A very ugly formation of muzzle, now very common in Black-and-tans and Rubies, is the excessive depth from the top of the nose to the under jaw. This is often accompanied by drooping lips and tear stains under the eyes.
A point that is greatly misunderstood is the proper formation of the modern Toy Spaniel's muzzle. A Toy Spaniel's muzzle should not be flat on each side of the nose with a depression under each eye. The muzzle should be so thoroughly well cushioned up on each side of the nose that the nose should look almost embedded in fur, especially when the dog is exceedingly short in face. When looked at in front the outline of the muzzle should form a perfect arch, which puffs out on each side of the nose, the topmost curve almost - sometimes quite - touching the underlids of the eyes. It will be noticed that when the "cushions" of the muzzle are properly developed the whiskers stick straight up out of them, like pins out of a pincushion. The under jaw must not protrude right out beyond the upper lip. The under teeth should just overlap the upper ones comfortably, but the nose should not recede, leaving the under jaw sticking out in Bulldog fashion, even if the teeth do not show. This is an exaggeration which is very ugly and now quite common. The whole face of a Toy Spaniel should have a round, chubby, furry appearance, and a sweet, pretty, lively expression, with no lines, furrows, or irregularities of outline.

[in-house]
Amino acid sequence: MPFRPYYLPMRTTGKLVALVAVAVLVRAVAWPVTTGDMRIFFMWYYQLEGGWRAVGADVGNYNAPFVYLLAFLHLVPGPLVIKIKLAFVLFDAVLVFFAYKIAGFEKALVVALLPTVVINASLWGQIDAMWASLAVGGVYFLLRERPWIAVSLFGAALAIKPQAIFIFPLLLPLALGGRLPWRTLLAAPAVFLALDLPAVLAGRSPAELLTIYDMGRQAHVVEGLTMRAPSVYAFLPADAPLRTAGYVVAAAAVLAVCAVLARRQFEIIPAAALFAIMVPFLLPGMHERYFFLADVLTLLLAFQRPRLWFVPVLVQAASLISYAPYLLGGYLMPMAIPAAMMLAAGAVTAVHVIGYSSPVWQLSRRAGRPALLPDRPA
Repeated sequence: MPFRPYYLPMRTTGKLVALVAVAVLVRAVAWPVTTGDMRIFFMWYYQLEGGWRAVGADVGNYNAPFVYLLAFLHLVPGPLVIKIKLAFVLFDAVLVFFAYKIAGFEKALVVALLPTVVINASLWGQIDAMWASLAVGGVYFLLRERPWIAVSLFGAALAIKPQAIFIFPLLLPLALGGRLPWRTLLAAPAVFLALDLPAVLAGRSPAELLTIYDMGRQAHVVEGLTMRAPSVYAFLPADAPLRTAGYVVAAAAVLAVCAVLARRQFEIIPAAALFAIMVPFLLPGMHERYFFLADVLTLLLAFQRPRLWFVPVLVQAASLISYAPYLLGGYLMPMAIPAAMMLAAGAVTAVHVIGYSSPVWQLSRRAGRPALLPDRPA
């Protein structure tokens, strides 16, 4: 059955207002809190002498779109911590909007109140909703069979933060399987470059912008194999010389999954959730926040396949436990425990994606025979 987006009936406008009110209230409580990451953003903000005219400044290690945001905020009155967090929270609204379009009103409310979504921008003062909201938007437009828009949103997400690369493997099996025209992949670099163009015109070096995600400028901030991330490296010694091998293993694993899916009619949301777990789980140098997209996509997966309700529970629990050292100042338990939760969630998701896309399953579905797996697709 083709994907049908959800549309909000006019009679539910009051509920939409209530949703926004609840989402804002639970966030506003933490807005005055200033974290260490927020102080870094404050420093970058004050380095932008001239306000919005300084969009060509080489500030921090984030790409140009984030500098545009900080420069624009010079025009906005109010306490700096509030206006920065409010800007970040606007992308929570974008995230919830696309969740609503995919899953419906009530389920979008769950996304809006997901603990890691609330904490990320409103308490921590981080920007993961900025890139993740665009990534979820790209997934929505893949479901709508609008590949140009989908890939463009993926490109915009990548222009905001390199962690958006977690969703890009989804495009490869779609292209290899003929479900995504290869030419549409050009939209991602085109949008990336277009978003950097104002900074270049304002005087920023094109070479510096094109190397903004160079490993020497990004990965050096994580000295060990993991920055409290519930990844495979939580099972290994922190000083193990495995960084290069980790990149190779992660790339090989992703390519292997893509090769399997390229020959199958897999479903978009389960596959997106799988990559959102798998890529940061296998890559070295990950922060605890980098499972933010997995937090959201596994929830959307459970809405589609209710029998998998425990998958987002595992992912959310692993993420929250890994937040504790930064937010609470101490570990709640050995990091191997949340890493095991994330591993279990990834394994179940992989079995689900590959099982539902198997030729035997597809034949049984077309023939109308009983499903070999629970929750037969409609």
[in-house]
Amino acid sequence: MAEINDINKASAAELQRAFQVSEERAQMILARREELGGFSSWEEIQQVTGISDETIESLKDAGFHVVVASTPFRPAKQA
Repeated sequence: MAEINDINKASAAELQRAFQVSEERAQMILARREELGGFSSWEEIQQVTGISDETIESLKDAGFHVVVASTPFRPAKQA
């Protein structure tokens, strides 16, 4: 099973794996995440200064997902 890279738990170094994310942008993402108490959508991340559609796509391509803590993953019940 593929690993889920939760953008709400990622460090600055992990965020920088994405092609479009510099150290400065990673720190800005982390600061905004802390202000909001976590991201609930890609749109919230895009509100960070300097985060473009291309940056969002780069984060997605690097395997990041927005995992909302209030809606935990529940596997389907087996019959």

If a muzzle is the proper shape, there are practically no marks of tears on it, as, even if the "lachrymal duct is weak " (as stated in the Toy Spaniel Club standard), the tears running out on a rounded surface cannot lodge so as to form stains. Some dogs have a pretty habit of tucking in the upper lip on one side of the muzzle, which gives a very pleasing expression. Please refer to the photograph of Champion The Seraph to illustrate what I mean about the arch of the muzzle.